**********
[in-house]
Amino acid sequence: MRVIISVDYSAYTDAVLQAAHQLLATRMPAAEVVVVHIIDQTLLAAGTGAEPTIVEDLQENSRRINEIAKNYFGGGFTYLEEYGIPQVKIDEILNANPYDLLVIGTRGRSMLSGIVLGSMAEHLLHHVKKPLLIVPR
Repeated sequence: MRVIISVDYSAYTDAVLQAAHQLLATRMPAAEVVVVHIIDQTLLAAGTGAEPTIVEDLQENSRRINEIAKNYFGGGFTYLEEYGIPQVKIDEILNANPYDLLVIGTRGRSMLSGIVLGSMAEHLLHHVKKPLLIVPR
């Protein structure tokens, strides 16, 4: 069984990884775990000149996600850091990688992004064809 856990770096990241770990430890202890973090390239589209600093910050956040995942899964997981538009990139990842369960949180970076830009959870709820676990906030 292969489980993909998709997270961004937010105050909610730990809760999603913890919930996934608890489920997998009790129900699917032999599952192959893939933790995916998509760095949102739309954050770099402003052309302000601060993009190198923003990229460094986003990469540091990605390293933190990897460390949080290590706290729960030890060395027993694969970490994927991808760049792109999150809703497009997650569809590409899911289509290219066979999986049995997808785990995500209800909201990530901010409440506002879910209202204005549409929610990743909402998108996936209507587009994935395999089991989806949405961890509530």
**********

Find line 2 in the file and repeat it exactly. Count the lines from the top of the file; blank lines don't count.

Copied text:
Amino acid sequence: MRVIISVDYSAYTDAVLQAAHQLLATRMPAAEVVVVHIIDQTLLAAGTGAEPTIVEDLQENSRRINEIAKNYFGGGFTYLEEYGIPQVKIDEILNANPYDLLVIGTRGRSMLSGIVLGSMAEHLLHHVKKPLLIVPR